Reports: DNI850248-DNI8: Backwater Controls on Fluvial Morphodynamics near River Mouths

Michael Lamb, PhD , California Institute of Technology

Research Problem: Sediment flux from rivers to oceans is the fundamental driver of fluvio-deltaic morphodynamics and continental-margin sedimentation, yet sediment transport across the river-to-marine boundary is poorly understood.  Coastal rivers typically are affected by backwater, a zone of spatial decelerating flow that is transitional between normal flow upstream and the offshore river plume.  Flow deceleration in the backwater zone, as well as spreading of the offshore plume, should render rivers highly depositional near their mouths, leading to sedimentation and eventual elimination of the backwater zone at steady state.  This reasoning is counter to observations of riverbed scour, erosional bedforms, and long-lived backwater zones near the mouths of some coastal rivers (e.g., Mississippi River).

Numerical Modeling: To explain these observations, we have developed a quasi-2D numerical model of a coupled fluvial backwater and offshore river-plume system for the case of the Mississippi River.  Model results (Lamb et al., in review) show that during high-discharge events the normal-flow depth can become larger than the water depth at the river mouth resulting in drawdown of the water surface, spatial acceleration of flow, and erosion of the riverbed.  The transition to drawdown and erosion is ultimately forced by spreading of the offshore river plume.  This in turn may affect river avulsion processes and delta building (Chatanantavet et al., in review)

Field Application: Application of the model suggests that the lower 500 km of the Mississippi River experiences erosion for flood events with a recurrence interval larger than ~2 years (Nittrouer et al., in press).  More frequent, smaller discharge floods have a backwater zone that can act as a filter forcing deposition and retarding source-to-sink sediment transfer.  Large flood events with divergent offshore plumes, however, can eliminate the backwater zone resulting in fluvial erosion and enhanced sediment delivery basinward. 

Flume Experiments: To further test these ideas, flume experiments are underway in the Earth Surface Dynamics Laboratory at Caltech.  Using a 5-m long river flume connected to an “ocean” basin we have simulated river bed morphodynamics and delta growth under a wide range of scenarios.  Preliminary experimental results suggest that erosion and deposition in backwater zones may significantly affect levee growth, delta morphology and stratigraphy.

 An unexpected consequence of scaling ripple bedforms in the flume experiments has led to the development of a new bedform stability diagram for sandy beds with application to Earth and Mars (Lamb et al., in press).

 Publications: To date, this work has resulted in two manuscripts in press, two manuscripts in revision and six conference presentations (American Geophysical Union Fall Meeting, American Geophysical Union Chapman Conference, American Association of Petroleum Geologists Meeting, Geological Society of America Meeting).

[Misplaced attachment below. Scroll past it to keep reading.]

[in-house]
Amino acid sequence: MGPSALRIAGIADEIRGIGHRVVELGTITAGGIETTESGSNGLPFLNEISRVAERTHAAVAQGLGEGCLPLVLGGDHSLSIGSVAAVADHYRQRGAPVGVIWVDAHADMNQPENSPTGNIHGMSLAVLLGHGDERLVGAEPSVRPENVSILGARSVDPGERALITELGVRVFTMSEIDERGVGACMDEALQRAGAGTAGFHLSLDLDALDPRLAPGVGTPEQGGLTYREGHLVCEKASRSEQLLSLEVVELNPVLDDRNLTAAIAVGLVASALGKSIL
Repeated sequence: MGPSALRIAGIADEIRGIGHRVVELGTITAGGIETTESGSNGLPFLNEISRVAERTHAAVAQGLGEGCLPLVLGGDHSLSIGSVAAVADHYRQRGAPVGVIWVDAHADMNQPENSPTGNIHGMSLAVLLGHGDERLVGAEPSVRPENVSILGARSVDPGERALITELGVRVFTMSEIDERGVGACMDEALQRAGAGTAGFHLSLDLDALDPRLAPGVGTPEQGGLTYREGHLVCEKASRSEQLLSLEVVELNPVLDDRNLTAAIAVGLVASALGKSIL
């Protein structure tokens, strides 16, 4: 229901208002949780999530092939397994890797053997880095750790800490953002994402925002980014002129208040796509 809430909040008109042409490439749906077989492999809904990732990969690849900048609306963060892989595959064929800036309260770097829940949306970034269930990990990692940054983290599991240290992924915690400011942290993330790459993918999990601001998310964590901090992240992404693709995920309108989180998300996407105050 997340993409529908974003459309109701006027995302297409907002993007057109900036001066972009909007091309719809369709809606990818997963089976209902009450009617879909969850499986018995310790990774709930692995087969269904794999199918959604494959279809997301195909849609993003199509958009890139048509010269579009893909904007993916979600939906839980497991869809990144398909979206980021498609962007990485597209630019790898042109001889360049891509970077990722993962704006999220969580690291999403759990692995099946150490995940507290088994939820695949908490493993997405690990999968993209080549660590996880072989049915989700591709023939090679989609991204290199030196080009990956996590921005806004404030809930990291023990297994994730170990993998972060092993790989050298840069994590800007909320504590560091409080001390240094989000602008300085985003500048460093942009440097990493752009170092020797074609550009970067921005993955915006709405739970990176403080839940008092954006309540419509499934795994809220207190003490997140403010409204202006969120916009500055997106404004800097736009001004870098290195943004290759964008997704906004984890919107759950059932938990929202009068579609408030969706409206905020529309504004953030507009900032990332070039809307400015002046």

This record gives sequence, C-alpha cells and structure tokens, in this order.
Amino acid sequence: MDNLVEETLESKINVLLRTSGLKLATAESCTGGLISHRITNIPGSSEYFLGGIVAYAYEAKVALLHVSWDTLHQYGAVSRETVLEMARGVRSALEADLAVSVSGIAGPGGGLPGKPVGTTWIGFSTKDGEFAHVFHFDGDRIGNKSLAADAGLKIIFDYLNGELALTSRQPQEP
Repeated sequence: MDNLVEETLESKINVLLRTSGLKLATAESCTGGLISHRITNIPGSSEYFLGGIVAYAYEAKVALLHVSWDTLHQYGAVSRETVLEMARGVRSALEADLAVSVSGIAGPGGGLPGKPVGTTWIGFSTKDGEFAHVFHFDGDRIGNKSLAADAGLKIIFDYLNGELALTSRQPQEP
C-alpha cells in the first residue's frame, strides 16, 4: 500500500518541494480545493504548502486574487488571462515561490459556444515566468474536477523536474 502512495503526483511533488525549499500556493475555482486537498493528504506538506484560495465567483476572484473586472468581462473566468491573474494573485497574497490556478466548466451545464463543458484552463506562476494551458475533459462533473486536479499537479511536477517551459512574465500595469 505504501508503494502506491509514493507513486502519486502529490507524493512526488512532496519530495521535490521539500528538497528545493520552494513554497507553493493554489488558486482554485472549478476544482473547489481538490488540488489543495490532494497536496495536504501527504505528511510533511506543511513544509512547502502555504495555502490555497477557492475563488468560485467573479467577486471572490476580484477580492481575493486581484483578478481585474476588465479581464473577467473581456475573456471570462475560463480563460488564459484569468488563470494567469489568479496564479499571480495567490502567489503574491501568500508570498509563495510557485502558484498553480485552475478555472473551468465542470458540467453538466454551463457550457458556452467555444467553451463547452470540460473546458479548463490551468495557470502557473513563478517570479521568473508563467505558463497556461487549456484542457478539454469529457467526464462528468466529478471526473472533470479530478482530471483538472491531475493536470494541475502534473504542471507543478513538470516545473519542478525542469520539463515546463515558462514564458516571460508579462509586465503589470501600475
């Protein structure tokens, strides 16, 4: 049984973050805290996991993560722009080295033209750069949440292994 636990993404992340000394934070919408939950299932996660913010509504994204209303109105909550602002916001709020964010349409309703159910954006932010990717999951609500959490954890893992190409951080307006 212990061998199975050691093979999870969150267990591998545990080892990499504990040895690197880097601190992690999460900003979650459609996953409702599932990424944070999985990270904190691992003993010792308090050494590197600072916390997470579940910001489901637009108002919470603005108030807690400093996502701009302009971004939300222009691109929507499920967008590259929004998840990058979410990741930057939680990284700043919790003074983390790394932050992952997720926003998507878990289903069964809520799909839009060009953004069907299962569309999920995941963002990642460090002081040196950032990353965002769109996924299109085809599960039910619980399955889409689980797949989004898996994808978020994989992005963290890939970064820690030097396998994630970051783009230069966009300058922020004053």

Research Team: To date, this grant has supported three summer undergraduate fellows who assisted with the experiments in 2011 and a postdoctoral scholar (Phairot Chatanantavet).

Papers in press

Lamb, M.P., Grotzinger, J., Southard, J.B., Tosca, N., in press, Were ripples on Mars formed by flowing brines?  in J. Grotzinger and R. Milliken (eds.), Sedimentary Geology on Mars, SEPM Special Publication

Nittrouer, J.A., Shaw, J., Lamb, M.P., Mohrig, D., in press, Spatial and temporal trends for water-flow velocity and bed-material transport in the lower Mississippi River.  Geological Society of America Bulletin.

Papers in review

Chatanantavet, P., Lamb, M.P., and Nittrouer, J.A., in revision, Backwater controls on avulsion location on deltas, Geophysical Research Letters.

Lamb, M.P., J. Nittrouer, D. Mohrig, J. Shaw, in review, Backwater and river-plume controls on scour upstream of river mouths. Journal of Geophysical Research – Earth Surface.

Conference Abstracts

Nittrouer, J., Petter, A., Mohrig, D., Chatanantavet, P., Lamb, M.P., 2011, Backwater flow dynamics in lowland rivers, influence on channel avulsions and the development of fluvial-deltaic stratigraphic architecture, GSA Abstracts with Programs Vol. 43, No. 5.

Mohrig, D., Lamb, M.P., Nittrouer, J.A., 2011, Direct transfer of sand from shelf-edge deltas to the continental slope, American Association of Petroleum Geologists, Search and Discovery Article 90124. **Certificate of Recognition for outstanding presentation.

Nittrouer, J. A.; M. Lamb; J. Shaw; D. Mohrig, 2011, Predicting the time and space properties of bed-material transport in the normal-flow to backwater transition of the lowermost Mississippi River. Chapman Conference, AGU.

Lamb, M. P.; J. Nittrouer; P. Chatanantavet; B. McElroy; B. Kopriva; D. Mohrig; J. Shaw, 2011, The influence of fluvial-backwater and plunge-point dynamics on hyperpycnal plume generation, Chapman Conference, AGU.

Lamb, M.P., Nittrouer, J., Mohrig, D., McElroy, B., and Shaw, J., 2010, Fluvial backwater zones as filters on source to sink sediment transport. American Geophysical Union. Invited.

Nittrouer, J., Shaw, J., Lamb, M., Mohrig, D., 2010, Modeling Water-flow Velocity and Bed-material Sediment Transport in the Normal-flow to Backwater Transition of the Lowermost Mississippi River, EOS Trans. AGU.

Lamb, M. P., D. C. Mohrig, B. J. McElroy, B. Kopriva, J. Shaw, 2010, Source-to-Sink: Connecting Hyperpycnal-Flow Deposits to River-Flood Dynamics. American Association of Petroleum Geologists Annual Convention.

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